Wednesday, January 18, 2012

Day 9

This was the last day and actually one of my favorites, which is hard to say because we did saw so many amazing things but it was nice to have the whole day to ourselves.  I woke up before checkout and went for a nice run along the beach.  Afterwards I packed up my stuff and left my bags in our reserved room.  I had been recommended a seafood restaurant on the boardwalk near our hotel and Prof Kessler with a few of the students agreed to accompany me.  The food was delicious and we had a great time.  From there we just walked around Tel Aviv for a while until the sun looked like it was starting to come down around 5.  At that point we walked to the Mediterranean and watched the sunset.  I was able to get some good pictures.  On the walk back we stopped at a place on the beach and relaxed for a little, then we headed back for the bus to the airport. 
The airport security was pretty crazy but everyone got through fine and we got on the plane back for home.  It was nice to be back but the trip was really amazing.  I really think it had a pretty big impact on my life.  I’d like to say thank you to Bruce for putting it together and those who helped him, especially Ayla and Fred Price.  Bruce let us know how helpful they were.

Day 8

The only thing we had on the agenda for today was an alumni brunch.  We walked to the restaurant in the morning and we were able to meet some interesting alumni, I think they all had their own companies.  The students were on one side of the table with the professors and alumni on the other so we did not get to talk to them much but they stood up before they left and explained what they do.  One of the alumni is even a very high general in the Israeli army and we were able to say hello and take a picture with him. 
After the brunch I was able to go and visit someone my father had done business with in New York.  I basically rested for the remainder of the day and the entire class went out that night.  It was a pretty good time.

Day 7

This was the last academic day, which was kind of a relief because we had been on the go since we arrived in Israel even though the trip has been very interesting so far.  We went to a venture capital firm in Herzeliya, this town is known as the silicon valley of Israel.  The meeting was in a very nice building and we could tell that there was a lot of money in this area.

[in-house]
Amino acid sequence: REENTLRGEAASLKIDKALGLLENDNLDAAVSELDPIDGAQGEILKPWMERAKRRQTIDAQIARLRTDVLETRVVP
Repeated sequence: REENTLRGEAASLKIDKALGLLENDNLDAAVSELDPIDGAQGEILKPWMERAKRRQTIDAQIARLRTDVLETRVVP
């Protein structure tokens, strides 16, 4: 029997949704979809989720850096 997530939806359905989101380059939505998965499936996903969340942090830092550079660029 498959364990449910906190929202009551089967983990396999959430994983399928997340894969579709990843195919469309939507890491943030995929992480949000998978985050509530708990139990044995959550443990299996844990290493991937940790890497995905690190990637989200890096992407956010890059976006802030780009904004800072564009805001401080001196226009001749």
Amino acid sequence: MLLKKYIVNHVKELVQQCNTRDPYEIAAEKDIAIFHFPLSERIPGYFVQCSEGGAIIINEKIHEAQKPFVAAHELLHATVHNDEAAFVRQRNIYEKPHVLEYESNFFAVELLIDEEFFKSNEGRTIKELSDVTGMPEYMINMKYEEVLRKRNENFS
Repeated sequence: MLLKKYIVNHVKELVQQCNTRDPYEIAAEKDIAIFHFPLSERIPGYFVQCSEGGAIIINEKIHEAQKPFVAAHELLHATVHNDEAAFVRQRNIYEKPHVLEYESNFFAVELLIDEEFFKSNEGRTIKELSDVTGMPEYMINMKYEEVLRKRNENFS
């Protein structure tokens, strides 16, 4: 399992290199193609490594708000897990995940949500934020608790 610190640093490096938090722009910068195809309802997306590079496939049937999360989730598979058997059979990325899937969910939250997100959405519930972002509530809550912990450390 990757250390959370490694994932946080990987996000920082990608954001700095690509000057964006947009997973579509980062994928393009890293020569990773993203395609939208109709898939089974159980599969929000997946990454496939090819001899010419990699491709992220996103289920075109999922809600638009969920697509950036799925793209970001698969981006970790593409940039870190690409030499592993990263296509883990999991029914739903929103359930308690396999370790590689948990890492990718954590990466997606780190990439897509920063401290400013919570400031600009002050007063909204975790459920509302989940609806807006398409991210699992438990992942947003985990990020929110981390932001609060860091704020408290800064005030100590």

Here we had presentations from two entrepreneurs about their start-ups.  The first person that presented, Noam Band, explained two of his software-based start-ups.  The first company was a personalized banner advertisement company, and the second was a program that his team put together to monitor problems when implementing enterprise software.  The idea and implementation for both companies was very impressive and I asked him a lot of questions.  A great thing about the Israelis is that they have no problem answering plenty of questions, they actually seem to enjoy it. 
The next presenter was Amir Milo, another software start-up guy.  I enjoyed this story especially because they did not raise any money for this company, also known as bootstrapping.  He made some interesting points about market segmentation and business models.  I really learned a lot from these presentations.
Then we went to the last academic part of the trip, a class on technology and entrepreneurship at Tel Aviv University.  Here we heard from Ed Mlovsky who talked about the start-up scene in Israel and how it began.  He actually played a pretty big role in the development of the start-up ecosystem in Israel.  Then we had another presentation from Bruce about tech and entrepreneurship.